In 2009, on my first birthday spent with my latest boyfriend, I received a gift. Printed on an 11x17 glossy colored print out from Kinkos was a multi-colored spreadsheet. Each small box contained in the spreadsheet, which was one of about 10 colors, contained the name of a song. The colors created a sort of pattern that you noticed if you held the paper away from your face.
Oh gee, thanks.
It turns out this was more than just 200 small song squares. This was the result of an algorithm that pulled every set list from Bruce Springsteen’s last music tour. The algorithm results were pulled into an Excel spreadsheet, which calculated the probability of each song to be played at the next Springsteen concert, based on the patterns in this historical data. A color-coding scheme was placed in the spreadsheet so when complete, the colors would help visually show which songs were the most likely to be played at the next concert.
Oh gee, thanks.
Of course along with this 11x17 piece of paper came the understanding that my boyfriend and I would be attending the sold out Bruce Springsteen show at Giants Stadium – one of the last events ever to be held at this venue before it would be torn down – a sentimental moment only “The BOSS” could precede by figuratively tearing the place down during 5 sold out shows. Or so I’m told.
At that time my exuberance for these Bruce Springsteen tickets that accompanied the (nerdy) spreadsheet was sort of a residual effect from the abundant excitement I felt from the first relationship I ever wanted to put any effort into. Therefore, his excitement and passion was my excitement and passion. If he lived and died for Bruce, then I lived and died for Bruce. This concert, in turn, was the best thing that ever happened to me.
But at the time, I knew Bruce Springsteen only from the mainstream radio replays of “Born to Run,” “Born in the U.S.A.” and “Glory Days,” and I was only slightly amused. Bruce was just another rocker in tight jeans with a raspy voice, singing All-American rock ballads. Great for tailgates and summer road trips with friends, but that was about where my loyalty ended with Springsteen.
Nonetheless, I listened to the burned CD Brian carefully compiled for me as many times as I could during my work commutes. I was determined to impress him when he asked me which songs were my favorites.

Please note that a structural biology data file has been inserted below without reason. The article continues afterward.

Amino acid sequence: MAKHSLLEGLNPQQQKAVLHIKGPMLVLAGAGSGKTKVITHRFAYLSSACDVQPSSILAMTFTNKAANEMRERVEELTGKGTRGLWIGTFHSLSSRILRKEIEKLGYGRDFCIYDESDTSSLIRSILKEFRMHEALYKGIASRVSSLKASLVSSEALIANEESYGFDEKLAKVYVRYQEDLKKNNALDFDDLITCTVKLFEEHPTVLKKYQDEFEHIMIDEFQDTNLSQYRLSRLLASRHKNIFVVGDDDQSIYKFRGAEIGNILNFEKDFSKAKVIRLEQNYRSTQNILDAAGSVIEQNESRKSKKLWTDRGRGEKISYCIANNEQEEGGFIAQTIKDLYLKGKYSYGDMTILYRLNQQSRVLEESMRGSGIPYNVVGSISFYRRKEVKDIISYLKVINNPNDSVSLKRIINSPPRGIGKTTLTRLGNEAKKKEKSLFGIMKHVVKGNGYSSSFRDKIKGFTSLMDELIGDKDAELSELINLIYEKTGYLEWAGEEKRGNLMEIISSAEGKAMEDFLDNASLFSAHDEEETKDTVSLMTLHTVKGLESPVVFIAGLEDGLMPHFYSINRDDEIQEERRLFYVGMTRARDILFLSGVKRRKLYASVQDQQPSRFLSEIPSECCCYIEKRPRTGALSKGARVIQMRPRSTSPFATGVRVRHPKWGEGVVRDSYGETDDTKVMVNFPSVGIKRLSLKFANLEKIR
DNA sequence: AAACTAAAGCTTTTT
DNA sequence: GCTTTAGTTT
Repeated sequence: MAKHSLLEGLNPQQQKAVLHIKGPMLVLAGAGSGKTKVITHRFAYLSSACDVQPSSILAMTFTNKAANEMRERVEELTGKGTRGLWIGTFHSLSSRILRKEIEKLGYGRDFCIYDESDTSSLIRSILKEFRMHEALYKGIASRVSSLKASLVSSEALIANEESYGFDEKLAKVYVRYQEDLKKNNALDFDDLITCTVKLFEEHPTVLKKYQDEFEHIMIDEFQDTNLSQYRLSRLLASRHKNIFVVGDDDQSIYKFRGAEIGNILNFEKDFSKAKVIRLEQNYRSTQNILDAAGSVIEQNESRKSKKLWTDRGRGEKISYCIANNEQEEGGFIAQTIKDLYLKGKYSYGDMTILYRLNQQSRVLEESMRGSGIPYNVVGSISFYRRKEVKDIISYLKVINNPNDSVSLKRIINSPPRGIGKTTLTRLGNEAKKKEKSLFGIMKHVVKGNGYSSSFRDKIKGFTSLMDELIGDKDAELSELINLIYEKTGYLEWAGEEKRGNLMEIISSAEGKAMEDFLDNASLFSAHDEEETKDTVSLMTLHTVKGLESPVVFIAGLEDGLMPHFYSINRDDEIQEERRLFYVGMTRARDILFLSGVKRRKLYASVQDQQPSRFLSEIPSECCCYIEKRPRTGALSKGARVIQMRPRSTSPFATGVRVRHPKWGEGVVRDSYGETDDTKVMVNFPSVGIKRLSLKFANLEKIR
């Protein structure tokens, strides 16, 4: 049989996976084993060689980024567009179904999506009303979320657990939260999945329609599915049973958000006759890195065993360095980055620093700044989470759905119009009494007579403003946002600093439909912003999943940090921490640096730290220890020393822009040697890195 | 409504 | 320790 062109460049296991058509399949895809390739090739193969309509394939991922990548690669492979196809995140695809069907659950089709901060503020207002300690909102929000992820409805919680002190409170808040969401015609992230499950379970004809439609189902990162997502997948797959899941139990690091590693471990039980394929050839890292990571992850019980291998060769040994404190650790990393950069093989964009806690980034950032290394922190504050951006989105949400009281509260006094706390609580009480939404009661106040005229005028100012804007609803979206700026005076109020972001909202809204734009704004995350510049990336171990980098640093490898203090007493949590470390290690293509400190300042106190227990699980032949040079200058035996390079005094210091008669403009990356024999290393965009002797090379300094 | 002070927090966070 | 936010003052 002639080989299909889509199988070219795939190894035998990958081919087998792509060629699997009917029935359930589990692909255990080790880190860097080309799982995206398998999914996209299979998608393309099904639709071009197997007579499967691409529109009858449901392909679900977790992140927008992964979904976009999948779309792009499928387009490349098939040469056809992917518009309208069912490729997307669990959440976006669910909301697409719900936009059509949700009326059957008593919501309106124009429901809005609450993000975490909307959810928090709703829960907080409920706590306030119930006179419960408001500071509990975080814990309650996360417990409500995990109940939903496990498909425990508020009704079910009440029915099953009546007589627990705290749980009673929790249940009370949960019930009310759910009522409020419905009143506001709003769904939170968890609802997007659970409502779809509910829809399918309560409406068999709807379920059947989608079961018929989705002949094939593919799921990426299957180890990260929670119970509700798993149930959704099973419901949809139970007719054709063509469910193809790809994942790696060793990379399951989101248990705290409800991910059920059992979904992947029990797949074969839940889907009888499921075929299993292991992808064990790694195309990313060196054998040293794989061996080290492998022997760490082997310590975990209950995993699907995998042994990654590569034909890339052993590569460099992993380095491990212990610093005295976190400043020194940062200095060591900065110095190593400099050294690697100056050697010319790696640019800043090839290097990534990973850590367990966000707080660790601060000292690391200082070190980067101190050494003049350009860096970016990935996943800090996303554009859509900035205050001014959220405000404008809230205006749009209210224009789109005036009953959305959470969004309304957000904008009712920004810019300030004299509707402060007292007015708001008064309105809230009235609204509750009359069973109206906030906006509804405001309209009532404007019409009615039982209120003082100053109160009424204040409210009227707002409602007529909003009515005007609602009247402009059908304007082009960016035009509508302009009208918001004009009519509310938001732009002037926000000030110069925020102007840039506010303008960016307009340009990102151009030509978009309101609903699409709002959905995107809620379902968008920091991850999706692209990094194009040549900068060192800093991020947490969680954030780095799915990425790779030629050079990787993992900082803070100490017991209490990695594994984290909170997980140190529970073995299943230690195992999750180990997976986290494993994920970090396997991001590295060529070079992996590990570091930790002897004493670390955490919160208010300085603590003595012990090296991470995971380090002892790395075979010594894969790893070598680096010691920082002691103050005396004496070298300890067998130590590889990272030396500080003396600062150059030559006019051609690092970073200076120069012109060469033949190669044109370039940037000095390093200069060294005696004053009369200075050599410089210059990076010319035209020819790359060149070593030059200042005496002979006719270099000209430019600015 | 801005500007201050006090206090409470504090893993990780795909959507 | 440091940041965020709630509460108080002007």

Out of nowhere, I started to become a little bit of a “fan.” The fun but mostly bland and overplayed Born-to-Run-Type-Songs led way to a discovery of “Rosalita,” “Brothers Under The Bridges,” and “Stolen Car.” I started to learn just how talented Bruce could be in his songwriting and vocal efforts. Now looking back on the Born-to-Run-Type songs, they were better than I’d thought. The common, raspy rock voice was now sexy, passionate and commanding.
My favorite song quickly became “Thunder Road.” I enjoyed the faster version, taking note that it was the best song I had ever heard without a chorus, and each time I listened I got wrapped up in the words more and more. Adding to its likeness for me was the fact that my boyfriend could play the acoustic version on the guitar.
Concert weekend arrived and we packed the car and drove south to New York City, as we were going with my boyfriend’s good friend and his girlfriend who lived near Central Park. This would be our first big “road trip” with just the two of us, the longest getaway we had since we started dating – a whole weekend! We arrived in NYC, and on that cool October Saturday night took the train to New Jersey.
Well, it turned out that the algorithm was proven wrong that night, as The Boss took his hosting of the final 5 shows at Giants Stadium as a chance to play a different (full) album at each show. We attended the third show and heard the Born in the USA album, a set list even the best algorithm and color-coded 11x17 could not predict.
The night was magical. 50 yards away from Bruce, 1 full album, 3 full hours, and 5 encore songs later, I was hooked. He even played “Thunder Road” during the encore – yet another algorithm mishap. Only The Boss could so gracefully defy the odds of probability.
As “Thunder Road” began slowly with my favorite piano melody, I gave my boyfriend a light nudge in front of me.
He was wearing a leather vest – one that he wore to the four previous Bruce shows he had the privilege to attend. He turned and I offered a sweet smile, knowing he loved this song as much as I did. Then in half a second our gazes detached and turned to the stage, each of us wrapped up in our own love affair with Bruce.
Three years later I await the arrival of Bruce’s concert at the beloved Fenway Park in Boston for his summer Wrecking Ball Tour. This will be my second Bruce show, and I’ll be attending with my husband. The show is sold out.
I will receive a color-coded spreadsheet as an early birthday gift, and Brian will be wearing his leather vest as we wait for Bruce to surprise us, like he always does.
I'm Kim. I like to work hard but not enough to stop having fun and enjoying life. I hope I never stop learning and exploring. Other people inspire me to be and do better every day. Read on for reflections on work and play.